Work From Home Tips from the WordSouth Staff

April 16, 2020

Work from home tips from the WordSouth staff

WordSouth has employed remote workers for more than eight years — to the point where 95 percent of our staff was working from home before the isolation guidelines. This means our team has learned how to work from home. Here are some of our top tips to make work from home work for you:

Andy Johns, director of marketing and business development

8 years working from home 

Smart gadget nerd alert! Think about using smart home components to help define work time and home time. “Alexa, let’s work” turns on my office light and monitor and plays upbeat music in the office. “Alexa, shut down the office” turns off everything in the office and plays music in the kitchen. It’s small, but this helps me separate when I’m working from when I’m not.

Zach Moore, digital media manager

2.5 years working from home

Don’t work from the couch. It’s so tempting, but it eliminates your “relaxation” space. Also, reading work interactions to yourself in funny voices helps break the silence. A few of my coworkers are Stewie Griffin, Scrooge McDuck, Squidward Tentacles, Chewbacca and the Kool-Aid guy. Let it out! No one’s there to judge!

Kerry Scott, director of accounts

7 years working from home

It’s tempting to sit at your computer working for long periods of time without a break. Your eyes need one, though — the screen is hard on your eyes. A co-worker told me about the 20/20/20 rule: About every 20 minutes, look away from your screen and focus on something at least 20 feet away for about 20 seconds. You’ll be surprised at how helpful that is.

Jeremy Wise, writer and photographer

4 months working from home 

Working from home often eliminates the steps needed to walk from your car to your office. In my case, it even eliminated climbing stairs multiple times a day. Combined with being near your own kitchen, the pounds can come quickly. Schedule yourself some stretching and pacing time to keep those step counts up! If needed, create workplace inefficiencies, like moving the printer to the other side of the house. 

Carrie Huckeby, director of strategy and training

I’m fairly new to working remotely after spending years in an office environment. I love having a workspace dedicated to just that, work. It is tempting on some days to work from the couch, but I’m more productive at a workstation. My back appreciates the better chair. I have some of my favorite books, photos and past life mementos within reach. A great Spotify playlist is also a must for me.

Sarah Lancaster, account manager

2.5 years working from home

I have a pet bed in the office for my dog and his favorite chew toy. While he thinks he is a valuable team member, his work ethic is subpar. He often sleeps throughout the day, and his typing skills are atrocious. (Please don’t tell him I said this.) When I’m on a call, I make sure he is out of the office to ensure clear communication. Having him on hand is great, but his barks don’t belong on a conference call.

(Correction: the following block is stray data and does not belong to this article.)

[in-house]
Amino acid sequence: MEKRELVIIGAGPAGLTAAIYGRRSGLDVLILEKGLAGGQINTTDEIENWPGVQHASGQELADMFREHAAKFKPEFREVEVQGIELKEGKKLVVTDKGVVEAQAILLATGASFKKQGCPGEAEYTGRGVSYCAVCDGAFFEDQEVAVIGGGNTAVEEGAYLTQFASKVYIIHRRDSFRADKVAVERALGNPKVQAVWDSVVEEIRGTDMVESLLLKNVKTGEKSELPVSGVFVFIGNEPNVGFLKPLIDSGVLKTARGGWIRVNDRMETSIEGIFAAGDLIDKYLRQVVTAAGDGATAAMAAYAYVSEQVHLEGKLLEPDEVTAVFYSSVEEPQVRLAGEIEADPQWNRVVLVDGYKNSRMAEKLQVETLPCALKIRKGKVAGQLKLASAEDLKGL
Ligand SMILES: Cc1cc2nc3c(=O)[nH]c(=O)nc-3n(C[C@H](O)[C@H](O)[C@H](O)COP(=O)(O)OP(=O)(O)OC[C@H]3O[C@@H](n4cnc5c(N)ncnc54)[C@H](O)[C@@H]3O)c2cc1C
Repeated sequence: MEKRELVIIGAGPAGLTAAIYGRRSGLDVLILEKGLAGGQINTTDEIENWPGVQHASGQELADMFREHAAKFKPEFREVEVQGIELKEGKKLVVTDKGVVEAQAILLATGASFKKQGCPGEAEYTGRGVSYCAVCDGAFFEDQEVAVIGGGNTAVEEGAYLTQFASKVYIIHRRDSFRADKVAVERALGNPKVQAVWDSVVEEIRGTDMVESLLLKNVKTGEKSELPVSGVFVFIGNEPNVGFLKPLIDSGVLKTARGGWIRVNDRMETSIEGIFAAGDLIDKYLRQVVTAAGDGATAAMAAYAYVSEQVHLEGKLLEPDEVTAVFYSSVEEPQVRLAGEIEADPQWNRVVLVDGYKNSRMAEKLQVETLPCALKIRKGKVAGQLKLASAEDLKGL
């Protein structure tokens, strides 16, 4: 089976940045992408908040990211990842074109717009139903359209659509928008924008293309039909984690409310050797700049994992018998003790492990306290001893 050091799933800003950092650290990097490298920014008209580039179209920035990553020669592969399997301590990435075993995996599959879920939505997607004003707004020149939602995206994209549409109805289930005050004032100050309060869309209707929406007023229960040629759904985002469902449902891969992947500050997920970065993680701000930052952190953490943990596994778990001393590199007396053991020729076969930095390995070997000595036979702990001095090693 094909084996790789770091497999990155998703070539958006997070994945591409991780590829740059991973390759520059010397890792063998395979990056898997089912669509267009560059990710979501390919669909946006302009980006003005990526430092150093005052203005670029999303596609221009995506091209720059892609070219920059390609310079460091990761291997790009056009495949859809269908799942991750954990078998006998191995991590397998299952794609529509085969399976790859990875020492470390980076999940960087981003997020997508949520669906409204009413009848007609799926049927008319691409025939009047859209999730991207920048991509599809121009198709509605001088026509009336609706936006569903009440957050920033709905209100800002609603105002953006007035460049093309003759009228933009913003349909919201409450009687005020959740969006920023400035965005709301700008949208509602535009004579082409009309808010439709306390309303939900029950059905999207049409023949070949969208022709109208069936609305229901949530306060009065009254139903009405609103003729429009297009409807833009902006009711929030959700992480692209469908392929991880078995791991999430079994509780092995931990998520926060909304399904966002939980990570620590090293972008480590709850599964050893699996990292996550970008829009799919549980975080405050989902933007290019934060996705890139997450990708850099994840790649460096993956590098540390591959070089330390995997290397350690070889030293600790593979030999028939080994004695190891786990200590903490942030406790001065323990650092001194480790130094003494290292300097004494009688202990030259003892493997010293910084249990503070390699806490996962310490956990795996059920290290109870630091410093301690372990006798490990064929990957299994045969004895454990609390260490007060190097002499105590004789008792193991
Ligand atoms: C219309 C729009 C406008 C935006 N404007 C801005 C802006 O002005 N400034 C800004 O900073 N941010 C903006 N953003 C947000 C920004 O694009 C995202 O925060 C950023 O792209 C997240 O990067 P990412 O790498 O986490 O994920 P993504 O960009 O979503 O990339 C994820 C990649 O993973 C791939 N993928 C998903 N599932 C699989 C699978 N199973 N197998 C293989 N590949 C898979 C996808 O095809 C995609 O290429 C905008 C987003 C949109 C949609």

Elizabeth Wootten, production manager

Sporadically works from home 

Spend part of your lunch break on a hobby that doesn’t involve a screen. I have an hour-long break, and I try to spend at least half that time practicing yoga, reading a book or practicing music. Anything that takes your eyes off a screen and focuses your mind on something besides work will help you come back refreshed.

Matt Ledger, publications coordinator

7 years working from home

Pajama pants and access to your own refrigerator are certainly convenient in times like these. However, you do need to maintain some of the office basics when working from home. Resist the temptation of unlimited snacking between meals. If you find yourself with extra time in the morning since you’ve eliminated your commute, start an exercise routine to fill that part of the schedule.

Jen Calhoun, assistant editor

4 years working from home 

Get a real desk and a real office chair. You’ve just got to trust me on this one. Take a little time and a little money to set up a home office. It can help you create a strong routine, keep you focused and save your back. If you have the luxury of a space with a door, use it. If not, make it clear to other household members, including pets, that when you’re in that office, it’s as if you’re not there.

Tricia Smith, project manager

3 years working from home

Take advantage of a window to start your own indoor garden. They are pretty, great for air quality and a fun hobby! I recommend starting with a Pothos plant or some succulents, which are tough to kill for even this veteran black thumb. 

Lisa Savage, assistant editor at WordSouth

4 years working from home

Working from home was harder than I thought it would be. It’s important to be patient and settle into a routine that works for you. If it’s tempting to do a load of laundry or get a head start on dinner, treat it just like you would if you were working away from home. Start a load of laundry before you get started for the day. Take a lunch break and change it to the dryer and then put something for dinner in the Crock-Pot during the lunch break, or simply take a break to unwind for a few minutes. Keep the schedule.

Noble Sprayberry, editorial director

10+ years working from home

Working from home can prove isolating. Use one of the numerous online tools like Basecamp or Slack to create a digital space with your co-workers. Consider it an online water cooler and a reminder you’re not alone.

Susan Bain, Account Manager

3 years working from home

Go ahead and warn your family and friends that just because you are “at home,” that doesn’t mean you are not working. My motto is “Act like you don’t see me.” This applies to everyone except for Chloe, my standard poodle. She keeps me company all day. If only she could answer me when I bounce ideas off her.

Tags

Related Items